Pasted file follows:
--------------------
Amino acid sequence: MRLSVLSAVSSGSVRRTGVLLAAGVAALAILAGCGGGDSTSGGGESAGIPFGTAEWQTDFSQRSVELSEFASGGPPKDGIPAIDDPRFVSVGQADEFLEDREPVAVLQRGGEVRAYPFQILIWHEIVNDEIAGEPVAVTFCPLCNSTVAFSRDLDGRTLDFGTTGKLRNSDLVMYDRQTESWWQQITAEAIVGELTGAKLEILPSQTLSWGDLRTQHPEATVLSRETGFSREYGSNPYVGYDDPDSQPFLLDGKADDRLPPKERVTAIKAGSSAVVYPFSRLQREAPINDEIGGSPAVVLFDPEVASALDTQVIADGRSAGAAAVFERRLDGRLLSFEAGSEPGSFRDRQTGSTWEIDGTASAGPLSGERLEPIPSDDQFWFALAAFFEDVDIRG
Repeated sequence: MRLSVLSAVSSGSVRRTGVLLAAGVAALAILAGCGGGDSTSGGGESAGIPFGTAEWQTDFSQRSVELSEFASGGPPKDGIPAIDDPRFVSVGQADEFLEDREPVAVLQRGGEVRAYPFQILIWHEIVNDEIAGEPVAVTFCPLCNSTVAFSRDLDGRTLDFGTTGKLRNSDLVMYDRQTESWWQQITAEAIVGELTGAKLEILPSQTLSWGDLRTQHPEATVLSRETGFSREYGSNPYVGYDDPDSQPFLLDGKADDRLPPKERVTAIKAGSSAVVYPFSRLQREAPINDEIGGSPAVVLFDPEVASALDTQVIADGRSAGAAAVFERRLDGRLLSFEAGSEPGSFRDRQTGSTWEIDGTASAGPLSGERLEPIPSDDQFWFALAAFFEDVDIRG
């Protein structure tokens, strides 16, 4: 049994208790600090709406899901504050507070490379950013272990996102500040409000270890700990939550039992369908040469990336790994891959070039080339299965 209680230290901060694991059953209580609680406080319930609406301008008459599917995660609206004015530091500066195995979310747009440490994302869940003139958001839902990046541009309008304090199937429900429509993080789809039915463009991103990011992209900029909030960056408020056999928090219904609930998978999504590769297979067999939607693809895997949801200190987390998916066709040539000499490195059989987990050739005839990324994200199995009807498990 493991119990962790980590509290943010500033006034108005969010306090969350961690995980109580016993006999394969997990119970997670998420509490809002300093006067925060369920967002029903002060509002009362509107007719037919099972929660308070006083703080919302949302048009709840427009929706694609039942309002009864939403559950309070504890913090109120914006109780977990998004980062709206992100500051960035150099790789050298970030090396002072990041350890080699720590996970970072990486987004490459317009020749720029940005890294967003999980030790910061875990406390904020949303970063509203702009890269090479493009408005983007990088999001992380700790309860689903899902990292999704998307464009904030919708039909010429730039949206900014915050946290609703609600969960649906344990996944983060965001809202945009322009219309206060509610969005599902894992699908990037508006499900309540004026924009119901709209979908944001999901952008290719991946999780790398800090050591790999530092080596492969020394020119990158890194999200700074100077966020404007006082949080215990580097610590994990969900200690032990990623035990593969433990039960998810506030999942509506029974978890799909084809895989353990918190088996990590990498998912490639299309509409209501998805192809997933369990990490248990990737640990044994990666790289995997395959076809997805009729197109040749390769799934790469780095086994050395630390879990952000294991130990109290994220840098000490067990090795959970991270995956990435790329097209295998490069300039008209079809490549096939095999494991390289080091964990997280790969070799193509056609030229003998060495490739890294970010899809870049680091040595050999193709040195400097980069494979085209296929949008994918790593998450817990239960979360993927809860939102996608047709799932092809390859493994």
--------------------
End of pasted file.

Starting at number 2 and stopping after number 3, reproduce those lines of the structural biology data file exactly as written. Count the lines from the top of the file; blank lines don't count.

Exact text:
Repeated sequence: MRLSVLSAVSSGSVRRTGVLLAAGVAALAILAGCGGGDSTSGGGESAGIPFGTAEWQTDFSQRSVELSEFASGGPPKDGIPAIDDPRFVSVGQADEFLEDREPVAVLQRGGEVRAYPFQILIWHEIVNDEIAGEPVAVTFCPLCNSTVAFSRDLDGRTLDFGTTGKLRNSDLVMYDRQTESWWQQITAEAIVGELTGAKLEILPSQTLSWGDLRTQHPEATVLSRETGFSREYGSNPYVGYDDPDSQPFLLDGKADDRLPPKERVTAIKAGSSAVVYPFSRLQREAPINDEIGGSPAVVLFDPEVASALDTQVIADGRSAGAAAVFERRLDGRLLSFEAGSEPGSFRDRQTGSTWEIDGTASAGPLSGERLEPIPSDDQFWFALAAFFEDVDIRG
């Protein structure tokens, strides 16, 4: 049994208790600090709406899901504050507070490379950013272990996102500040409000270890700990939550039992369908040469990336790994891959070039080339299965 209680230290901060694991059953209580609680406080319930609406301008008459599917995660609206004015530091500066195995979310747009440490994302869940003139958001839902990046541009309008304090199937429900429509993080789809039915463009991103990011992209900029909030960056408020056999928090219904609930998978999504590769297979067999939607693809895997949801200190987390998916066709040539000499490195059989987990050739005839990324994200199995009807498990 493991119990962790980590509290943010500033006034108005969010306090969350961690995980109580016993006999394969997990119970997670998420509490809002300093006067925060369920967002029903002060509002009362509107007719037919099972929660308070006083703080919302949302048009709840427009929706694609039942309002009864939403559950309070504890913090109120914006109780977990998004980062709206992100500051960035150099790789050298970030090396002072990041350890080699720590996970970072990486987004490459317009020749720029940005890294967003999980030790910061875990406390904020949303970063509203702009890269090479493009408005983007990088999001992380700790309860689903899902990292999704998307464009904030919708039909010429730039949206900014915050946290609703609600969960649906344990996944983060965001809202945009322009219309206060509610969005599902894992699908990037508006499900309540004026924009119901709209979908944001999901952008290719991946999780790398800090050591790999530092080596492969020394020119990158890194999200700074100077966020404007006082949080215990580097610590994990969900200690032990990623035990593969433990039960998810506030999942509506029974978890799909084809895989353990918190088996990590990498998912490639299309509409209501998805192809997933369990990490248990990737640990044994990666790289995997395959076809997805009729197109040749390769799934790469780095086994050395630390879990952000294991130990109290994220840098000490067990090795959970991270995956990435790329097209295998490069300039008209079809490549096939095999494991390289080091964990997280790969070799193509056609030229003998060495490739890294970010899809870049680091040595050999193709040195400097980069494979085209296929949008994918790593998450817990239960979360993927809860939102996608047709799932092809390859493994």